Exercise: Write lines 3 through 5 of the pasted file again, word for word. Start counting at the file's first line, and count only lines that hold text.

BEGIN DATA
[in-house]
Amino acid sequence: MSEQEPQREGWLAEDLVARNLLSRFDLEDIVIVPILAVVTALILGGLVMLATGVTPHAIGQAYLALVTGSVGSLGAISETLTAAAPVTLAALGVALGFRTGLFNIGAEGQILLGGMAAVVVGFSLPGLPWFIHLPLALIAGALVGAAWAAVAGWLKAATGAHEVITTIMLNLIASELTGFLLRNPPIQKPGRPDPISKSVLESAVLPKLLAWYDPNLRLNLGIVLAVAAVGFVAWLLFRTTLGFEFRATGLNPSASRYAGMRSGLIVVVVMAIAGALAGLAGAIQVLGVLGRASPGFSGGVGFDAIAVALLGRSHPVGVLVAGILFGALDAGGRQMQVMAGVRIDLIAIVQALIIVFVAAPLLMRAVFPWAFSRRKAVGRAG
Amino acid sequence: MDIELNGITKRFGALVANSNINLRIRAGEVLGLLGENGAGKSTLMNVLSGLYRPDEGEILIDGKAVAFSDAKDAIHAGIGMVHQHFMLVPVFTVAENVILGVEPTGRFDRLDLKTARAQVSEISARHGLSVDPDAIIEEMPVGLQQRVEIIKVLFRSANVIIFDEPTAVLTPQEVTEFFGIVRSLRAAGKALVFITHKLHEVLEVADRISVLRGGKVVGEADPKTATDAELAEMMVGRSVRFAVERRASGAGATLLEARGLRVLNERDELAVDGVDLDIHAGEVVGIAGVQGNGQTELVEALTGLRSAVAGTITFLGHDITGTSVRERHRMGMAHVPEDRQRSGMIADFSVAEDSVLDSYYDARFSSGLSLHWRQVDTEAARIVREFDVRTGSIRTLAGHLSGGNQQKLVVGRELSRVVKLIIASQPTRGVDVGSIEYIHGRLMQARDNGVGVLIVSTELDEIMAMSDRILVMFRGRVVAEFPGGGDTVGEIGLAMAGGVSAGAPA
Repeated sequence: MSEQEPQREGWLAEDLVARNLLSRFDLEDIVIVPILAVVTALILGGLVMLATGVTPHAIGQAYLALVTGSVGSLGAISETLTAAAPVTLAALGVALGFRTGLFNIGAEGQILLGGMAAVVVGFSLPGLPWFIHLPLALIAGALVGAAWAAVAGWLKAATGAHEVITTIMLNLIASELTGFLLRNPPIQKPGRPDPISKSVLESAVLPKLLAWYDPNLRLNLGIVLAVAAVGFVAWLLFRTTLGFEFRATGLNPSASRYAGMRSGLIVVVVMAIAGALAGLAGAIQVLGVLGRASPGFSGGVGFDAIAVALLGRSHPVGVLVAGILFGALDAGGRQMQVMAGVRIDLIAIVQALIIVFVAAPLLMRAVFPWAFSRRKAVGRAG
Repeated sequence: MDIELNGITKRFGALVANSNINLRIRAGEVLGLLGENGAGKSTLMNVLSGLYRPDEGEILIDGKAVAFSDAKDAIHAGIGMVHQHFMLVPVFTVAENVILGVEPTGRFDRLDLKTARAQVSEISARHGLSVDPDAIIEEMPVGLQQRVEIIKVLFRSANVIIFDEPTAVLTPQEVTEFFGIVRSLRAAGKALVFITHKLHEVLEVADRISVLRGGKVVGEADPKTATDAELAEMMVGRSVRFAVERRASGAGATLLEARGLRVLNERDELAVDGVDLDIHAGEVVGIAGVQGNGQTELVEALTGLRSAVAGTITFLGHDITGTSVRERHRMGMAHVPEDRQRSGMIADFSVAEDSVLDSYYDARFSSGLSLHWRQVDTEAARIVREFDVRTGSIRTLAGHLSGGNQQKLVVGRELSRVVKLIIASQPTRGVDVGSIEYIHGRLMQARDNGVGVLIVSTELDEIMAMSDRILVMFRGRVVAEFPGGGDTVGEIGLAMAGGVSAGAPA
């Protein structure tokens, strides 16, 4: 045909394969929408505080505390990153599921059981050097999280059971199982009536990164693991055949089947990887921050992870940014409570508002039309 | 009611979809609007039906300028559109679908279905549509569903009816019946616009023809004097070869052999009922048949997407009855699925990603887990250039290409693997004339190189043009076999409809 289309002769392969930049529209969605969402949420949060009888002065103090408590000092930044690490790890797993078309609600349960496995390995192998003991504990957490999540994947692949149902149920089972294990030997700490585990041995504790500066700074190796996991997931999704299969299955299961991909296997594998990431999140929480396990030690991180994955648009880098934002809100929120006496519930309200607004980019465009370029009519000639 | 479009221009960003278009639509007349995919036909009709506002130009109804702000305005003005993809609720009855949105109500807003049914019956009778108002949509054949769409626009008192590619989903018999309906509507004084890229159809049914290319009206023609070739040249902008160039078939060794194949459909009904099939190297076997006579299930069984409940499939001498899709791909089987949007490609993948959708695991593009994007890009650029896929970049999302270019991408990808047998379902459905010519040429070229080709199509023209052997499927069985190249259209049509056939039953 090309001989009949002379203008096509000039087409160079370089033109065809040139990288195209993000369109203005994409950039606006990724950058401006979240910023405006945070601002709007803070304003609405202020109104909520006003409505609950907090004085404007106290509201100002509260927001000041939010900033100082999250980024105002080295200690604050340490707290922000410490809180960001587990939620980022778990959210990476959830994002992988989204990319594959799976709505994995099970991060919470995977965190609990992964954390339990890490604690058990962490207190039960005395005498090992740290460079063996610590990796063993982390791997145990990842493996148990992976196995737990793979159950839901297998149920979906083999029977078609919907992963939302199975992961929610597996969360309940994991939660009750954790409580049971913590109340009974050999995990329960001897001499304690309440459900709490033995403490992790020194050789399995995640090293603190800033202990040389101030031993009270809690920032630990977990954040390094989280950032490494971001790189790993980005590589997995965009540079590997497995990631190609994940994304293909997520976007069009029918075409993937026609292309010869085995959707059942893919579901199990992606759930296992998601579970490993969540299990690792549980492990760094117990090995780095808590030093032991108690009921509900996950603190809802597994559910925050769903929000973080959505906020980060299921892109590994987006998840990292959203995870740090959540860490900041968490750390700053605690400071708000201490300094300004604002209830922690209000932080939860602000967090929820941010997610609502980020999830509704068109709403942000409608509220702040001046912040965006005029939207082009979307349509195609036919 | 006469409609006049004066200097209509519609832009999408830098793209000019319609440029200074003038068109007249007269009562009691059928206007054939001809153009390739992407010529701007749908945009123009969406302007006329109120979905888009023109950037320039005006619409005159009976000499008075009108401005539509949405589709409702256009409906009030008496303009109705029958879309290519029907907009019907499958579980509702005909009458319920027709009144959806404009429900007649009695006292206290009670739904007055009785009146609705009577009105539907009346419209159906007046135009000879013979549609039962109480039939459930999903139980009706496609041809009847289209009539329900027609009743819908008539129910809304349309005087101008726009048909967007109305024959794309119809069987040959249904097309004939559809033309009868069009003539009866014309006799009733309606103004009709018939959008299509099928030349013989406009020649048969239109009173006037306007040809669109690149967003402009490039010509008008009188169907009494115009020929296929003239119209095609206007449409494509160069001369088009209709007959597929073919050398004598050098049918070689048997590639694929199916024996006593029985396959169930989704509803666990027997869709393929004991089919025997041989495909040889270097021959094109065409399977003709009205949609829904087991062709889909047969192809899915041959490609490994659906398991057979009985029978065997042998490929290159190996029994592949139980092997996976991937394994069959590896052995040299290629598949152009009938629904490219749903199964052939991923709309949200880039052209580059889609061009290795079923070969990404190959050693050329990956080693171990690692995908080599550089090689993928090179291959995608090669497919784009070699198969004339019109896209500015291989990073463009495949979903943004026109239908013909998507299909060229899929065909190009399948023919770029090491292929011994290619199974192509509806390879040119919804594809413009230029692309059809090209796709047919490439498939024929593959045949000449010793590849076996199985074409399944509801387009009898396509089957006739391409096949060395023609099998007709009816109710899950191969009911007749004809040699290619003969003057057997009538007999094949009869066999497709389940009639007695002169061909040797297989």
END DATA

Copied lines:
Amino acid sequence: MDIELNGITKRFGALVANSNINLRIRAGEVLGLLGENGAGKSTLMNVLSGLYRPDEGEILIDGKAVAFSDAKDAIHAGIGMVHQHFMLVPVFTVAENVILGVEPTGRFDRLDLKTARAQVSEISARHGLSVDPDAIIEEMPVGLQQRVEIIKVLFRSANVIIFDEPTAVLTPQEVTEFFGIVRSLRAAGKALVFITHKLHEVLEVADRISVLRGGKVVGEADPKTATDAELAEMMVGRSVRFAVERRASGAGATLLEARGLRVLNERDELAVDGVDLDIHAGEVVGIAGVQGNGQTELVEALTGLRSAVAGTITFLGHDITGTSVRERHRMGMAHVPEDRQRSGMIADFSVAEDSVLDSYYDARFSSGLSLHWRQVDTEAARIVREFDVRTGSIRTLAGHLSGGNQQKLVVGRELSRVVKLIIASQPTRGVDVGSIEYIHGRLMQARDNGVGVLIVSTELDEIMAMSDRILVMFRGRVVAEFPGGGDTVGEIGLAMAGGVSAGAPA
Repeated sequence: MSEQEPQREGWLAEDLVARNLLSRFDLEDIVIVPILAVVTALILGGLVMLATGVTPHAIGQAYLALVTGSVGSLGAISETLTAAAPVTLAALGVALGFRTGLFNIGAEGQILLGGMAAVVVGFSLPGLPWFIHLPLALIAGALVGAAWAAVAGWLKAATGAHEVITTIMLNLIASELTGFLLRNPPIQKPGRPDPISKSVLESAVLPKLLAWYDPNLRLNLGIVLAVAAVGFVAWLLFRTTLGFEFRATGLNPSASRYAGMRSGLIVVVVMAIAGALAGLAGAIQVLGVLGRASPGFSGGVGFDAIAVALLGRSHPVGVLVAGILFGALDAGGRQMQVMAGVRIDLIAIVQALIIVFVAAPLLMRAVFPWAFSRRKAVGRAG
Repeated sequence: MDIELNGITKRFGALVANSNINLRIRAGEVLGLLGENGAGKSTLMNVLSGLYRPDEGEILIDGKAVAFSDAKDAIHAGIGMVHQHFMLVPVFTVAENVILGVEPTGRFDRLDLKTARAQVSEISARHGLSVDPDAIIEEMPVGLQQRVEIIKVLFRSANVIIFDEPTAVLTPQEVTEFFGIVRSLRAAGKALVFITHKLHEVLEVADRISVLRGGKVVGEADPKTATDAELAEMMVGRSVRFAVERRASGAGATLLEARGLRVLNERDELAVDGVDLDIHAGEVVGIAGVQGNGQTELVEALTGLRSAVAGTITFLGHDITGTSVRERHRMGMAHVPEDRQRSGMIADFSVAEDSVLDSYYDARFSSGLSLHWRQVDTEAARIVREFDVRTGSIRTLAGHLSGGNQQKLVVGRELSRVVKLIIASQPTRGVDVGSIEYIHGRLMQARDNGVGVLIVSTELDEIMAMSDRILVMFRGRVVAEFPGGGDTVGEIGLAMAGGVSAGAPA